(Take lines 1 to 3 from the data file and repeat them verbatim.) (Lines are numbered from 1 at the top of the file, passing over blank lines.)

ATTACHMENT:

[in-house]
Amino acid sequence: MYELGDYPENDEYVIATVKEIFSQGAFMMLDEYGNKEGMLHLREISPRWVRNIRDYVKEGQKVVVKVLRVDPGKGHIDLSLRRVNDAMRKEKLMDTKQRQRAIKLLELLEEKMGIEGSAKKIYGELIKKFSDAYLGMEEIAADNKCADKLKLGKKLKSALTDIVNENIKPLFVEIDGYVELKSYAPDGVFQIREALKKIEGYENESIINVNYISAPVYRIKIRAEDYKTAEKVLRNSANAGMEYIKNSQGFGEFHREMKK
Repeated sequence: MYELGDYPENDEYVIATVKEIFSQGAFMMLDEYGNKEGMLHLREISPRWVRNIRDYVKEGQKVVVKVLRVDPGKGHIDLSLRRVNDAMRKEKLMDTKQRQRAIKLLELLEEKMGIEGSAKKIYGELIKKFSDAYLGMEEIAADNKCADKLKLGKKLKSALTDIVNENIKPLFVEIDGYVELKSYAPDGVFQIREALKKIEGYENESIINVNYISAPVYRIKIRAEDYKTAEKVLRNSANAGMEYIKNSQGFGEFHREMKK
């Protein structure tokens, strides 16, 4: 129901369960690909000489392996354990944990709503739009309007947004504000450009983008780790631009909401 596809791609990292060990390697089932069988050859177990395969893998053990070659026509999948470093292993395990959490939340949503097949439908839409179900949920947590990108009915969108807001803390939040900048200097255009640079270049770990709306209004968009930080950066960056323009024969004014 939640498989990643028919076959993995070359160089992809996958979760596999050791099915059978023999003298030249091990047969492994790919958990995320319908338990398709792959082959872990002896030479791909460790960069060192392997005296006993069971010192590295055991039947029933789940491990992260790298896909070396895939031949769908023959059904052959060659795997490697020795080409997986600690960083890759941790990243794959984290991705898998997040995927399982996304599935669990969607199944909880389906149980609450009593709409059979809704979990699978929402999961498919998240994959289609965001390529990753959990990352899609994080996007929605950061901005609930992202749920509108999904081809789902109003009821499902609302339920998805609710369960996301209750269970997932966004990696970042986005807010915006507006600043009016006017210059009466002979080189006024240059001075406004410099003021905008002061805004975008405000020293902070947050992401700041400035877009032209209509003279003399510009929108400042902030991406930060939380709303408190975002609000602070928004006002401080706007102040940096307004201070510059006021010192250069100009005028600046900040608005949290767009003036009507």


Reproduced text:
[in-house]
Amino acid sequence: MYELGDYPENDEYVIATVKEIFSQGAFMMLDEYGNKEGMLHLREISPRWVRNIRDYVKEGQKVVVKVLRVDPGKGHIDLSLRRVNDAMRKEKLMDTKQRQRAIKLLELLEEKMGIEGSAKKIYGELIKKFSDAYLGMEEIAADNKCADKLKLGKKLKSALTDIVNENIKPLFVEIDGYVELKSYAPDGVFQIREALKKIEGYENESIINVNYISAPVYRIKIRAEDYKTAEKVLRNSANAGMEYIKNSQGFGEFHREMKK
Repeated sequence: MYELGDYPENDEYVIATVKEIFSQGAFMMLDEYGNKEGMLHLREISPRWVRNIRDYVKEGQKVVVKVLRVDPGKGHIDLSLRRVNDAMRKEKLMDTKQRQRAIKLLELLEEKMGIEGSAKKIYGELIKKFSDAYLGMEEIAADNKCADKLKLGKKLKSALTDIVNENIKPLFVEIDGYVELKSYAPDGVFQIREALKKIEGYENESIINVNYISAPVYRIKIRAEDYKTAEKVLRNSANAGMEYIKNSQGFGEFHREMKK